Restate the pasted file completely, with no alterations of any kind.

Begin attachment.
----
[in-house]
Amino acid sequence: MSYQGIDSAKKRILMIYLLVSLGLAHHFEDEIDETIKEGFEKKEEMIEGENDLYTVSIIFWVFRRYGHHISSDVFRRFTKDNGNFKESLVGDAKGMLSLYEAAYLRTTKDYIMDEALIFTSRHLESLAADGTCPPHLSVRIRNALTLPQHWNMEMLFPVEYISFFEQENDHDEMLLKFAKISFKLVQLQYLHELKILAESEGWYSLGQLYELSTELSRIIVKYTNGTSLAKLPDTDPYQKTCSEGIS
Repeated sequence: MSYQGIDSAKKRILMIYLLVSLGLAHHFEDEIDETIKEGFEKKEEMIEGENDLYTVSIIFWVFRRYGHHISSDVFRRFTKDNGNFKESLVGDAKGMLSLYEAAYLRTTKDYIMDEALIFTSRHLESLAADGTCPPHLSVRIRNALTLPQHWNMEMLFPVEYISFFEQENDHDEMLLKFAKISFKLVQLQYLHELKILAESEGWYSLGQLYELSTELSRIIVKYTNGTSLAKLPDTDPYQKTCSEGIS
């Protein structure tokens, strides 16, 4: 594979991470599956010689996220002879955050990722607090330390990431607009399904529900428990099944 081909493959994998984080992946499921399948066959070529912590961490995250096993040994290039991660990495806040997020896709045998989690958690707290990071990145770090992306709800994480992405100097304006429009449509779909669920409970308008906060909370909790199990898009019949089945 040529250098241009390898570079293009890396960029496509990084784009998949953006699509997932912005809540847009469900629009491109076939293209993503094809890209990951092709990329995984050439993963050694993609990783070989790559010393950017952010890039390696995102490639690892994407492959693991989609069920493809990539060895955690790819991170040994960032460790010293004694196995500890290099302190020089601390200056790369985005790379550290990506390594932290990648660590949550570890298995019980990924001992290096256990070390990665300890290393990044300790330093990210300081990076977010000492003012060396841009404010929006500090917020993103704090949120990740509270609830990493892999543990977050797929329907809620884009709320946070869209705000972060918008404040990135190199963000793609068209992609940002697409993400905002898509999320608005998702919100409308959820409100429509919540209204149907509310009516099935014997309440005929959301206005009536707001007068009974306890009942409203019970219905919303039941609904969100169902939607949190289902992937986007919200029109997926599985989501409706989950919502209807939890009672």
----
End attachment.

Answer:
[in-house]
Amino acid sequence: MSYQGIDSAKKRILMIYLLVSLGLAHHFEDEIDETIKEGFEKKEEMIEGENDLYTVSIIFWVFRRYGHHISSDVFRRFTKDNGNFKESLVGDAKGMLSLYEAAYLRTTKDYIMDEALIFTSRHLESLAADGTCPPHLSVRIRNALTLPQHWNMEMLFPVEYISFFEQENDHDEMLLKFAKISFKLVQLQYLHELKILAESEGWYSLGQLYELSTELSRIIVKYTNGTSLAKLPDTDPYQKTCSEGIS
Repeated sequence: MSYQGIDSAKKRILMIYLLVSLGLAHHFEDEIDETIKEGFEKKEEMIEGENDLYTVSIIFWVFRRYGHHISSDVFRRFTKDNGNFKESLVGDAKGMLSLYEAAYLRTTKDYIMDEALIFTSRHLESLAADGTCPPHLSVRIRNALTLPQHWNMEMLFPVEYISFFEQENDHDEMLLKFAKISFKLVQLQYLHELKILAESEGWYSLGQLYELSTELSRIIVKYTNGTSLAKLPDTDPYQKTCSEGIS
């Protein structure tokens, strides 16, 4: 594979991470599956010689996220002879955050990722607090330390990431607009399904529900428990099944 081909493959994998984080992946499921399948066959070529912590961490995250096993040994290039991660990495806040997020896709045998989690958690707290990071990145770090992306709800994480992405100097304006429009449509779909669920409970308008906060909370909790199990898009019949089945 040529250098241009390898570079293009890396960029496509990084784009998949953006699509997932912005809540847009469900629009491109076939293209993503094809890209990951092709990329995984050439993963050694993609990783070989790559010393950017952010890039390696995102490639690892994407492959693991989609069920493809990539060895955690790819991170040994960032460790010293004694196995500890290099302190020089601390200056790369985005790379550290990506390594932290990648660590949550570890298995019980990924001992290096256990070390990665300890290393990044300790330093990210300081990076977010000492003012060396841009404010929006500090917020993103704090949120990740509270609830990493892999543990977050797929329907809620884009709320946070869209705000972060918008404040990135190199963000793609068209992609940002697409993400905002898509999320608005998702919100409308959820409100429509919540209204149907509310009516099935014997309440005929959301206005009536707001007068009974306890009942409203019970219905919303039941609904969100169902939607949190289902992937986007919200029109997926599985989501409706989950919502209807939890009672």